The Mounting Costs of an Overworked Culture

By Desda Moss Sep 23, 2015
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Jesse_Sostrin.jpgBy Jesse Sostrin

Today’s managers face an intractable situation in which there is not enough time, energy, resources or focus to meet the increasing demands they face. This impossible situation, which I explore in my new book, The Manager’s Dilemma (Palgrave Macmillan, 2015), has no easy answers.
The scale of the epidemic is clear in these statistics:
• 80 percent of managers say that the demands they face are increasing.
• 66 percent say “workload” is the top cause of their stress, outranking “people issues” and “job security.”
• Nearly half of managers say they struggle with a lack of focus and clear direction.
• 61 percent of managers say they are working below their optimal level of energy.
• 51 percent say increased workload has a direct, negative effect on their well-being.
But these numbers only tell part of the story. When the perpetual gap between increasing demands and shrinking resources widens past the point of no return, the manager’s dilemma takes hold.
In an effort to catch up and stay afloat, managers inadvertently begin to work in counterproductive ways that make their solutions powerless; weaken their advantages; and deplete scarce supplies of time, energy, resources and focus.
These self-defeating habits are the hidden costs of doing more with less. The harder managers struggle to meet impossible demands, the more they lose the very performance edge that they need to break the cycle. Shortcuts become dead ends, and the unending struggle to do more with less leaves managers exhausted and unable to reach their full potential.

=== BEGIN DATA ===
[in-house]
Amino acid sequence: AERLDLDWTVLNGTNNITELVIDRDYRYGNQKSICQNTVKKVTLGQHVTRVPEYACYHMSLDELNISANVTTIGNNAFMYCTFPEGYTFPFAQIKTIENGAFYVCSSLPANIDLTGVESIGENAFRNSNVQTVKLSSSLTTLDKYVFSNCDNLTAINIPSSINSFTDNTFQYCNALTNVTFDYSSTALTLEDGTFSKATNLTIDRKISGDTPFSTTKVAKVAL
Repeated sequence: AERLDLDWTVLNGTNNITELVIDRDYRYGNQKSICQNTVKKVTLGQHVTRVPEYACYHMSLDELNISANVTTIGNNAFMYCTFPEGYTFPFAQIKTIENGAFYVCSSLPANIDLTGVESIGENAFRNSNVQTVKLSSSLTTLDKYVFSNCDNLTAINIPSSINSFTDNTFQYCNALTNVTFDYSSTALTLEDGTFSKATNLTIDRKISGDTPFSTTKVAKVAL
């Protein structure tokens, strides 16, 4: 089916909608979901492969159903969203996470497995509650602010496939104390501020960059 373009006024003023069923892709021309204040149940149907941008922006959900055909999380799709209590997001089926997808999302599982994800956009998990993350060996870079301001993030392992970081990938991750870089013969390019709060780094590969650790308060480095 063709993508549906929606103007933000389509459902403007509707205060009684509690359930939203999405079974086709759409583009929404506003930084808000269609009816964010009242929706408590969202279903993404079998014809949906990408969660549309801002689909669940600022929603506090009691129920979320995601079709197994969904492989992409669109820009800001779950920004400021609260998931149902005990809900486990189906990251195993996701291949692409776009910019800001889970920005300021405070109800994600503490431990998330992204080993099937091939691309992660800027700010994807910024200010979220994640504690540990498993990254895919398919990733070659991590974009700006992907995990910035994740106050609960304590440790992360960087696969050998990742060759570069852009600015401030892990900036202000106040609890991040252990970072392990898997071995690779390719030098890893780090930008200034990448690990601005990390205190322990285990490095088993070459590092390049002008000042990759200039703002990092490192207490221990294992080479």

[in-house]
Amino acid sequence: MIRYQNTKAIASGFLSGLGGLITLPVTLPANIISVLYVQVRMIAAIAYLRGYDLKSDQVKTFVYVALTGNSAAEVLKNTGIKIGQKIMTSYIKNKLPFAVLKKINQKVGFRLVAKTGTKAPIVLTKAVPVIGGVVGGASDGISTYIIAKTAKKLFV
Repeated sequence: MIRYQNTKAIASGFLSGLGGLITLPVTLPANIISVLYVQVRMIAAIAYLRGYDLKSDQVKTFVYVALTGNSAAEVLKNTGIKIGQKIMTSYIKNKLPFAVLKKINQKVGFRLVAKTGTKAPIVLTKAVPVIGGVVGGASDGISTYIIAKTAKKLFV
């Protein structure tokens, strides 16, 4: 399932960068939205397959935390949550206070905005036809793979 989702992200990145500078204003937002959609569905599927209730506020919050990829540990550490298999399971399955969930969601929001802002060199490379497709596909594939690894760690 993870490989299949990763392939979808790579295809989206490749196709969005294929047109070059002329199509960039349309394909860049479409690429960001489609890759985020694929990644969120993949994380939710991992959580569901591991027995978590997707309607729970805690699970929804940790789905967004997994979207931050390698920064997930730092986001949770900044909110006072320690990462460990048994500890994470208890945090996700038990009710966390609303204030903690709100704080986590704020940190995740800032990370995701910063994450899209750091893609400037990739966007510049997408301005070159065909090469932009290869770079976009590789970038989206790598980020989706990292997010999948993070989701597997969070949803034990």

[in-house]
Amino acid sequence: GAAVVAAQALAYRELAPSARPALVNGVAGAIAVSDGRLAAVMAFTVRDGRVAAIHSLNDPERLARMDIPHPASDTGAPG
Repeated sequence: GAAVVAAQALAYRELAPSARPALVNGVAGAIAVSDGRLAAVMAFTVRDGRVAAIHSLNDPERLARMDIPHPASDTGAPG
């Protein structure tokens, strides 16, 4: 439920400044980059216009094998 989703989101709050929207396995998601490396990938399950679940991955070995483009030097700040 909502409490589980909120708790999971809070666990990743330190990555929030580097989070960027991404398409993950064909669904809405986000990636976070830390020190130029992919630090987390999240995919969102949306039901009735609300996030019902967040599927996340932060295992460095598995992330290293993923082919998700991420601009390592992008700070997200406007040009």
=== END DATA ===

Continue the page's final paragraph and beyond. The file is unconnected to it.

The moment the inverse equation of increasing demands and shrinking resources kicks in, managers get caught in firefighting mode as they face a series of unwanted trade-offs: "Which goal rises above other priorities? Which 'fire of the day' gets extinguished while others are selectively ignored simply because there are too few resources to address them? Which project receives funding while other high-potential opportunities languish?"
These are the kinds of critical assessments, judgment calls and decisions that managers face daily. Each move in this zero-sum game generates a give-or-take with vital consequences for the team and organization. More importantly, it leaves managers caught in an exhausting cycle of perpetually unfinished business.
Despite the headlines, this phenomenon is not just a product of a few isolated, high-demand workplace cultures. It is pervasive. And it is here to stay. When business is good, the dilemma spikes because the growth curve pushes everyone’s capacity to the edge. When business is bad, the dilemma spikes because belt-tightening taxes everyone’s abilities to the brink for the opposite reasons.
If you manage people, priorities or projects, you are susceptible to the dilemma. And if you lead teams and organizations, you are the steward of a culture that either makes it more or less likely that such pressures will affect others. Take a free self-assessment to spot triggers that could put you in the danger zone.

Jesse Sostrin, SPHR, is the author of The Manager’s Dilemma. He writes and speaks at the intersection of individual and organizational success. Follow him @jessesostrin on Twitter.

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